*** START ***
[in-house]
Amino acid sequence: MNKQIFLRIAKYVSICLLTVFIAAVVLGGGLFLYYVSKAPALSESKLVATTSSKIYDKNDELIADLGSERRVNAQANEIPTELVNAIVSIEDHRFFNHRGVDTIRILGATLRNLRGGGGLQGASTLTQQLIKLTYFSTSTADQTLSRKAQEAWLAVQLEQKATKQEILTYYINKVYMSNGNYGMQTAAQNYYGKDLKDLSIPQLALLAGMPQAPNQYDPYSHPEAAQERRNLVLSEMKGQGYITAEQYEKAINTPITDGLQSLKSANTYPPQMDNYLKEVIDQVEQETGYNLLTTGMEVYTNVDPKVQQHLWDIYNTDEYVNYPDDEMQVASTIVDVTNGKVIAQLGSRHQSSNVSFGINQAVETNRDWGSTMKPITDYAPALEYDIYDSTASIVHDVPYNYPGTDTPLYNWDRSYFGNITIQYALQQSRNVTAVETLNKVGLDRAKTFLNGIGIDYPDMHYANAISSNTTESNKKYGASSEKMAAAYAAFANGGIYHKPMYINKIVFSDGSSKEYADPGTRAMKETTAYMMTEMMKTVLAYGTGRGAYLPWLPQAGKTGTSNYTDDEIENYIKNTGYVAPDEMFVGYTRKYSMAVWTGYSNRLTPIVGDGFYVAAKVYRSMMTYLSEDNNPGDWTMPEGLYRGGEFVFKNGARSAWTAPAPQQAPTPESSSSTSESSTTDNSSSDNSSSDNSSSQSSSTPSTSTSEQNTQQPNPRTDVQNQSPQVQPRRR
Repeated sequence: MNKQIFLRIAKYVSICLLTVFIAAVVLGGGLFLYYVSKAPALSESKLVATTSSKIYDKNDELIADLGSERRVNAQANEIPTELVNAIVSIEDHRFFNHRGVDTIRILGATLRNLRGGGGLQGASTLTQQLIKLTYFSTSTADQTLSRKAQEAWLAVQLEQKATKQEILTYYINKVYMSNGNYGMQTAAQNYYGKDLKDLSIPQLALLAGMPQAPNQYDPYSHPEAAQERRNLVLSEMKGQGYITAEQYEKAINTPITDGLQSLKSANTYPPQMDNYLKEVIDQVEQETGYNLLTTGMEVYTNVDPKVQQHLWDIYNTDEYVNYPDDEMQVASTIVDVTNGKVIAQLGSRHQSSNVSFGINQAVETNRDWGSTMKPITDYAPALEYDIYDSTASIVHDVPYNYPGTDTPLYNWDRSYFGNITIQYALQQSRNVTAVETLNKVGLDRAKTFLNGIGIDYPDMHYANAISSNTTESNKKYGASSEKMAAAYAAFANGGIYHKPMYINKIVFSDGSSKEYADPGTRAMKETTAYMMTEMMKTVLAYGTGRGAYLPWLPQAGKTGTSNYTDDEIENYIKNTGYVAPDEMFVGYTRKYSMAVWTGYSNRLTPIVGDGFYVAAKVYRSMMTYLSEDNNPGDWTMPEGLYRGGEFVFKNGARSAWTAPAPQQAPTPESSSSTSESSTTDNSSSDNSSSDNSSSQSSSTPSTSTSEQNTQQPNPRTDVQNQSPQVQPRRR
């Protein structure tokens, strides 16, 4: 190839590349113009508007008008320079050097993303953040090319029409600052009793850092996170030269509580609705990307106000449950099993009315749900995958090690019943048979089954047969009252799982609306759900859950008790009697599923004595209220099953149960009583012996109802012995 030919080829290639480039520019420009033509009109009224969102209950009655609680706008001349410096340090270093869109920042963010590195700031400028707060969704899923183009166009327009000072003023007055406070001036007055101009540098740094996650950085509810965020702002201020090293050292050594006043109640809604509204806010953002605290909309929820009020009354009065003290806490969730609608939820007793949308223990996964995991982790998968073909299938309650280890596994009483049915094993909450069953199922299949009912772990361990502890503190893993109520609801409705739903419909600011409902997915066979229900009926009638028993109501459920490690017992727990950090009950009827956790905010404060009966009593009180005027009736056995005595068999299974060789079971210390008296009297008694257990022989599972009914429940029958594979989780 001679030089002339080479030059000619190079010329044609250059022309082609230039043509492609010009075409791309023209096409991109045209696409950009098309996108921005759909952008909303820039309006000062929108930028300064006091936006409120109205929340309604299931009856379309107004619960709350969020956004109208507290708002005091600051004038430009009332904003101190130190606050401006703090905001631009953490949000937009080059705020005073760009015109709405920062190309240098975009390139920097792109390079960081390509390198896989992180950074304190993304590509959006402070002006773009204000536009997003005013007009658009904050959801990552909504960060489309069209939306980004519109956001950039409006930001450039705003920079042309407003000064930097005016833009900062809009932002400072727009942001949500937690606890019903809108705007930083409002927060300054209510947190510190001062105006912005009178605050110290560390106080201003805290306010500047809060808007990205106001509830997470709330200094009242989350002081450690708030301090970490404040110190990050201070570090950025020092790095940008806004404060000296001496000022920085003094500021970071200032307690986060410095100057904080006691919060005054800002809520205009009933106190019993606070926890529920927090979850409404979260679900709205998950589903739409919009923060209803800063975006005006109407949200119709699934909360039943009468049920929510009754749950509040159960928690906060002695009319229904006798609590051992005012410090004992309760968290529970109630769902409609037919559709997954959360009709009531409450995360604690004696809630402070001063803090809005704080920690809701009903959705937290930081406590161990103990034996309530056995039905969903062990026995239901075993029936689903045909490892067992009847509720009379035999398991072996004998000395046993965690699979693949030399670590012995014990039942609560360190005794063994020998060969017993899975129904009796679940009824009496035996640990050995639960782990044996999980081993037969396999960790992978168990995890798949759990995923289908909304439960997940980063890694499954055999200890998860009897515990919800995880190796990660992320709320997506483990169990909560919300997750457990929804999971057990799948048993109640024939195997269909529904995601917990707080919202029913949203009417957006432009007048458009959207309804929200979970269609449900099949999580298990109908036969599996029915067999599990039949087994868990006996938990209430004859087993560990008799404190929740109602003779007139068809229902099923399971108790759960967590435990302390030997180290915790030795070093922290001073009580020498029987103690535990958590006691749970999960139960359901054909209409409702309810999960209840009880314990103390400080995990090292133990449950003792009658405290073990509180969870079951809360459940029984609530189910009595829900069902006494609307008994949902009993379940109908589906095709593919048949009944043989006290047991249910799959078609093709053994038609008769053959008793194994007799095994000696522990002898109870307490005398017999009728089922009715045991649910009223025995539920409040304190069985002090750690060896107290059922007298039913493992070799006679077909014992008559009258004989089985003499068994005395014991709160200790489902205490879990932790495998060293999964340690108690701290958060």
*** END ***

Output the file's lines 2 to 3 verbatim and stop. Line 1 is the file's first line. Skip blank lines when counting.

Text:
Amino acid sequence: MNKQIFLRIAKYVSICLLTVFIAAVVLGGGLFLYYVSKAPALSESKLVATTSSKIYDKNDELIADLGSERRVNAQANEIPTELVNAIVSIEDHRFFNHRGVDTIRILGATLRNLRGGGGLQGASTLTQQLIKLTYFSTSTADQTLSRKAQEAWLAVQLEQKATKQEILTYYINKVYMSNGNYGMQTAAQNYYGKDLKDLSIPQLALLAGMPQAPNQYDPYSHPEAAQERRNLVLSEMKGQGYITAEQYEKAINTPITDGLQSLKSANTYPPQMDNYLKEVIDQVEQETGYNLLTTGMEVYTNVDPKVQQHLWDIYNTDEYVNYPDDEMQVASTIVDVTNGKVIAQLGSRHQSSNVSFGINQAVETNRDWGSTMKPITDYAPALEYDIYDSTASIVHDVPYNYPGTDTPLYNWDRSYFGNITIQYALQQSRNVTAVETLNKVGLDRAKTFLNGIGIDYPDMHYANAISSNTTESNKKYGASSEKMAAAYAAFANGGIYHKPMYINKIVFSDGSSKEYADPGTRAMKETTAYMMTEMMKTVLAYGTGRGAYLPWLPQAGKTGTSNYTDDEIENYIKNTGYVAPDEMFVGYTRKYSMAVWTGYSNRLTPIVGDGFYVAAKVYRSMMTYLSEDNNPGDWTMPEGLYRGGEFVFKNGARSAWTAPAPQQAPTPESSSSTSESSTTDNSSSDNSSSDNSSSQSSSTPSTSTSEQNTQQPNPRTDVQNQSPQVQPRRR
Repeated sequence: MNKQIFLRIAKYVSICLLTVFIAAVVLGGGLFLYYVSKAPALSESKLVATTSSKIYDKNDELIADLGSERRVNAQANEIPTELVNAIVSIEDHRFFNHRGVDTIRILGATLRNLRGGGGLQGASTLTQQLIKLTYFSTSTADQTLSRKAQEAWLAVQLEQKATKQEILTYYINKVYMSNGNYGMQTAAQNYYGKDLKDLSIPQLALLAGMPQAPNQYDPYSHPEAAQERRNLVLSEMKGQGYITAEQYEKAINTPITDGLQSLKSANTYPPQMDNYLKEVIDQVEQETGYNLLTTGMEVYTNVDPKVQQHLWDIYNTDEYVNYPDDEMQVASTIVDVTNGKVIAQLGSRHQSSNVSFGINQAVETNRDWGSTMKPITDYAPALEYDIYDSTASIVHDVPYNYPGTDTPLYNWDRSYFGNITIQYALQQSRNVTAVETLNKVGLDRAKTFLNGIGIDYPDMHYANAISSNTTESNKKYGASSEKMAAAYAAFANGGIYHKPMYINKIVFSDGSSKEYADPGTRAMKETTAYMMTEMMKTVLAYGTGRGAYLPWLPQAGKTGTSNYTDDEIENYIKNTGYVAPDEMFVGYTRKYSMAVWTGYSNRLTPIVGDGFYVAAKVYRSMMTYLSEDNNPGDWTMPEGLYRGGEFVFKNGARSAWTAPAPQQAPTPESSSSTSESSTTDNSSSDNSSSDNSSSQSSSTPSTSTSEQNTQQPNPRTDVQNQSPQVQPRRR